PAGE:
Dubai's DP World delivered a potential knockout blow in the contest to buy the British ports group P&O last night, with a new offer worth £3.92bn.
The P&O board immediately recommended the 520p-a-share bid, having earlier yesterday backed a £3.5bn offer from the Port Authority of Singapore. That offer from PSA, worth 470p a share, had trumped an earlier agreed bid from DP World pitched at 443p a share last year.
Nick Luff, the finance director of P&O, said the latest Dubai offer came in yesterday afternoon and it was a "relatively easy decision for the board" to back it. He pointed out that DP World, whose chairman is Sultan Ahmed Bin Sulayem, had already received all regulatory clearances for its deal. "This is a very attractive offer for our shareholders and it is about as deliverable as you can get," Mr Luff said.
The DP World bid comes at a hefty 71 per cent premium to the P&O share price before its original approach. As both DP World and PSA are state-owned entities that want to acquire P&O for strong strategic reasons, normal financial considerations do not necessarily apply. So it is possible the bidding war is not over.
Earlier in the day, some City sources had expressed surprise that PSA had not gone for a more aggressive bid, though analysts believed it had the capacity to increase its offer. DP World appeared to have pitched its bid at a level calculated to try to deliver a killer punch.
Investors, led by hedge funds, had read the situation well, with P&O shares closing at 522p yesterday, well before DP World announced its move.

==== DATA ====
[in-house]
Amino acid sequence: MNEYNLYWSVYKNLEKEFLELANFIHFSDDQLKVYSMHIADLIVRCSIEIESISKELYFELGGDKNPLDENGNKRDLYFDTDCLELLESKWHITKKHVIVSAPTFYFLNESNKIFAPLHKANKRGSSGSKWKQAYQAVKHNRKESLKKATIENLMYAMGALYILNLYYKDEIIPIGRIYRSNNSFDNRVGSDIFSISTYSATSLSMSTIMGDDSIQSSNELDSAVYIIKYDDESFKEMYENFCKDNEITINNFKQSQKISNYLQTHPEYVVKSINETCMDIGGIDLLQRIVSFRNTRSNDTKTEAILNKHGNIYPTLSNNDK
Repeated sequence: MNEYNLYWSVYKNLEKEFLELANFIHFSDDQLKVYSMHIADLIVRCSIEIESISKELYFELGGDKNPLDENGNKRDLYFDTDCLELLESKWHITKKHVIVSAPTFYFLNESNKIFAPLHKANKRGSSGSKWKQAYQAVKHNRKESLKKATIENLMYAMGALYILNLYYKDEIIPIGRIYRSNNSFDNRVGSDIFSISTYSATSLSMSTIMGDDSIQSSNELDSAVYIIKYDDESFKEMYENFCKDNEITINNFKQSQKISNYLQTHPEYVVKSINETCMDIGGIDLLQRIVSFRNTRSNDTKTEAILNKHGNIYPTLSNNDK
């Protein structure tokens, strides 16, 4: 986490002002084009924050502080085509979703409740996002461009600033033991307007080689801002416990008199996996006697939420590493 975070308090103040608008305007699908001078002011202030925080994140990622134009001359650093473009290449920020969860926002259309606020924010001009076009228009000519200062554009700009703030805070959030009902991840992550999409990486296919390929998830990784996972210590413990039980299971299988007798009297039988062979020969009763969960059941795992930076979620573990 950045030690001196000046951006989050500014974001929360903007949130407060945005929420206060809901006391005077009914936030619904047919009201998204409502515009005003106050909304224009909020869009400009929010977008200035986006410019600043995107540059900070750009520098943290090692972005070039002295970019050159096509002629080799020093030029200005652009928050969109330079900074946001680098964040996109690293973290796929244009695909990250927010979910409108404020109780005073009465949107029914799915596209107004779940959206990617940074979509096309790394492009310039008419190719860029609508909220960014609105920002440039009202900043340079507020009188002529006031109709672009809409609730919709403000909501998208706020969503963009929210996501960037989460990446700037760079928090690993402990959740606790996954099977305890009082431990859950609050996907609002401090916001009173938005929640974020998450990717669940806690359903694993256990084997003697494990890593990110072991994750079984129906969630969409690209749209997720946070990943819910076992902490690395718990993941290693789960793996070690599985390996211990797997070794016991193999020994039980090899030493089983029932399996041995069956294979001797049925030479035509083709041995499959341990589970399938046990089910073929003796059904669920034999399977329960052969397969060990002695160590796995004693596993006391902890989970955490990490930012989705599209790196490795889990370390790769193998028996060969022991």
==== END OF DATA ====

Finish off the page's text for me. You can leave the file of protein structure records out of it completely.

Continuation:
P&O, which owns ports around the world, is seen as the last independent player available in the sector. The industry is led by Hong Kong's Hutchison, with a 13 per cent market share, followed by PSA with 9 per cent, Denmark's AP Moeller with 7 per cent and P&O with 5 per cent. So buying P&O would enable PSA to leapfrog Hutchison to take the top slot.
The acquisition of the 168-year-old P&O by DP World would make it the No 3 player and thwart PSA's leadership ambitions. P&O has 29 ports, including key assets in the fast-growing Asian economies.
A PSA-P&O deal would face some regulatory problems, especially at the port of Antwerp, which the combined entity would control almost completely. If the British company does end up with PSA, a break fee of £34m would be payable to DP World.
P&O will now press ahead with a shareholder meeting scheduled for 13 February, unless a competing offer worth 546p a share or more emerges. A victory for Dubai would be the second time it has beaten Singapore in a bid battle. In 2004, DP World paid $1.15bn (£650m) for the global port assets of the US group CSX Corp, when PSA had reportedly bid $1bn.Reuse content